[ISN] UCLA laptop theft exposes ID info

From: InfoSec News (isn@private)
Date: Fri Jun 11 2004 - 03:20:01 PDT

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    By David Becker 
    CNET News.com
    June 10, 2004
    Representatives of the University of California, Los Angeles, are 
    warning 145,000 blood donors they could be at risk for identity theft 
    due to a stolen university laptop. 
    UCLA's Blood and Platelet Center included the advisory in a letter 
    sent last week to all who donated blood through the organization. 
    Thieves broke into a locked van last November and grabbed a laptop 
    with a database that includes names, birth dates and Social Security 
    numbers for all blood donors, according to a university statement. The 
    database did not include medical information other than blood type, 
    according to the statement, and university officials did not recognize 
    the significance of the loss and the potential for identity theft 
    until the matter came up in a security audit last month. 
    "We deeply regret any inconvenience this incident may cause our blood 
    donors," Dr. Priscilla I. Figueroa, director of the university's 
    Division of Transfusion Medicine, said in the statement. "We hope and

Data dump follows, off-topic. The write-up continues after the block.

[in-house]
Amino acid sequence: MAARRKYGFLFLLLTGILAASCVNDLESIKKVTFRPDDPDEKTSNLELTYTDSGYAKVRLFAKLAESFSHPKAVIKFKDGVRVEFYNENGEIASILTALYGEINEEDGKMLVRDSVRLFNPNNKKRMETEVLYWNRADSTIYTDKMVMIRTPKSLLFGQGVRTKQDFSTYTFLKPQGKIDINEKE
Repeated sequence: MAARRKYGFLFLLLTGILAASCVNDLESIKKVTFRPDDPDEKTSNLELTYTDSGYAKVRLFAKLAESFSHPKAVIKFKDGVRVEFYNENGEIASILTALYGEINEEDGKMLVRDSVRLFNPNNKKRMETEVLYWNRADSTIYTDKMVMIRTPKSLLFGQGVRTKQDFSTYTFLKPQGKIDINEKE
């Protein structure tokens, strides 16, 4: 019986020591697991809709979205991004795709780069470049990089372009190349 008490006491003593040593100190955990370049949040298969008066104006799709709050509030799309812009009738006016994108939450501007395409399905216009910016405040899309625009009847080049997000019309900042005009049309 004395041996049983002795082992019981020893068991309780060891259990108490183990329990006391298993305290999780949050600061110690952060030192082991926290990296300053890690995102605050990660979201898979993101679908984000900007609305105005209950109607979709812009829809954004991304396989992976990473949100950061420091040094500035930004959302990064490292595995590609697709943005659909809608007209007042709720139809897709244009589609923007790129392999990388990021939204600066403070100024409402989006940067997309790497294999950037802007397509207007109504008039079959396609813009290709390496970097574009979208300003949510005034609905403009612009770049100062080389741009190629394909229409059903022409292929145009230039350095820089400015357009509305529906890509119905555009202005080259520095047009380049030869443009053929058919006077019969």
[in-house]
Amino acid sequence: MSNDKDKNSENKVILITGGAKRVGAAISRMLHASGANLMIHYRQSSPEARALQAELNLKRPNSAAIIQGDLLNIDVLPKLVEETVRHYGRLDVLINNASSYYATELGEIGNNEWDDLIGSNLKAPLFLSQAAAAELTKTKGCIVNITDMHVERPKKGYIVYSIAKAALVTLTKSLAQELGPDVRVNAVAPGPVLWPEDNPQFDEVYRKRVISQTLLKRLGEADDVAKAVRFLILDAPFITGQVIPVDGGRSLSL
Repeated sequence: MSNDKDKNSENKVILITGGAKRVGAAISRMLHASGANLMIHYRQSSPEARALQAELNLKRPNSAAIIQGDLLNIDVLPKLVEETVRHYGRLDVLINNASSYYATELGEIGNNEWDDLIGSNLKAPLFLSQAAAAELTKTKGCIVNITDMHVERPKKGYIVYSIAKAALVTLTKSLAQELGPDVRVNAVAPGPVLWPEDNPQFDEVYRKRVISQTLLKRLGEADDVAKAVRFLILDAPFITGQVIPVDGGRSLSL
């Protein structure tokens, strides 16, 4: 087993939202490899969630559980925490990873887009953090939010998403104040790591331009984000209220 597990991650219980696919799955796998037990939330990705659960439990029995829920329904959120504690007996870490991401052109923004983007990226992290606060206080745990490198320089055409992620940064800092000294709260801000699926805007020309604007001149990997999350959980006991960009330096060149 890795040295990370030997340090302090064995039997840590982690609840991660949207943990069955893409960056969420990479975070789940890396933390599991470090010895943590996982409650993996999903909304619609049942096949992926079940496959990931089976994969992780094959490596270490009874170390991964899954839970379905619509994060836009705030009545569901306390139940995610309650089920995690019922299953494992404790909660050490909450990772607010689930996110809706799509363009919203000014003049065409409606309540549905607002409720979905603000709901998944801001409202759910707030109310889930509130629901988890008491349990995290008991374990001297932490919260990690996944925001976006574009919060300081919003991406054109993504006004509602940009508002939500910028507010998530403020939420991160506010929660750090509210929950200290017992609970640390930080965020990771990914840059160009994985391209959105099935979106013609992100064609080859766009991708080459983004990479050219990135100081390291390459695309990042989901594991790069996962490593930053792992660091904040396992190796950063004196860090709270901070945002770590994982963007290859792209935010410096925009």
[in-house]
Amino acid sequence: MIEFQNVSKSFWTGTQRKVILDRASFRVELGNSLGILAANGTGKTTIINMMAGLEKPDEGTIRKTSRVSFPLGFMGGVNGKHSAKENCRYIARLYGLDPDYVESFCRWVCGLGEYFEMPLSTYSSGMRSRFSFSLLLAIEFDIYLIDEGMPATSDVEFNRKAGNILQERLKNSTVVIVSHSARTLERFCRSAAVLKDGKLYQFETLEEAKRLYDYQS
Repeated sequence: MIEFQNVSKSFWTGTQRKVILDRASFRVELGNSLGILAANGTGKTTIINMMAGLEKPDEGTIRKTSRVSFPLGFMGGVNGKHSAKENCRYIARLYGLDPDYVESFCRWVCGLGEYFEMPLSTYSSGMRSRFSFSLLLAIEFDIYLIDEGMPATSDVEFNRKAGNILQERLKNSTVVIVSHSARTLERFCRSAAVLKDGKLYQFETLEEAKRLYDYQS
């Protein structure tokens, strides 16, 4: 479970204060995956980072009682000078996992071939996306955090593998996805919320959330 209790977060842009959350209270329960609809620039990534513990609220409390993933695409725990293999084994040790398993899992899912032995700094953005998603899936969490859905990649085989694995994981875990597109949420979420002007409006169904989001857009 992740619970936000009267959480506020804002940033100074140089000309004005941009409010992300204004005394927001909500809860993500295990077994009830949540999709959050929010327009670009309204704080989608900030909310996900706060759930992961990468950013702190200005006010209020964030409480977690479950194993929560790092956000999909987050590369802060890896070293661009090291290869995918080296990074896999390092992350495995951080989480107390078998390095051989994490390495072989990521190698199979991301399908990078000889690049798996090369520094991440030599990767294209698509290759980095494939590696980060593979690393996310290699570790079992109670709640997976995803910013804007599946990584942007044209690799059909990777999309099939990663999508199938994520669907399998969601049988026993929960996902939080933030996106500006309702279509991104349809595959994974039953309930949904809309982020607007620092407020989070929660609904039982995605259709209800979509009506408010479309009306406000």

trust that they will continue participating in our blood drives and 
    making these lifesaving donations." 
    The database was password-protected but not encrypted, according to 
    the statement, which said the university was reviewing data security 
    policies in light of the incident. 
    Los Angeles police are investigating the theft, according to the 
    university, and there is no evidence yet that information in the 
    database has been retrieved or misused. 
    University representatives said in a follow-up statement that a second 
    laptop was stolen two weeks ago from the financial office of the 
    University's health care division, putting personal information for an 
    additional 62,000 patients at risk. 
    Widespread use of laptops has presented an increasing risk for 
    security theft, with lost or stolen devices potentially exposing data 
    ranging from FBI secrets to tax records in recent years. 
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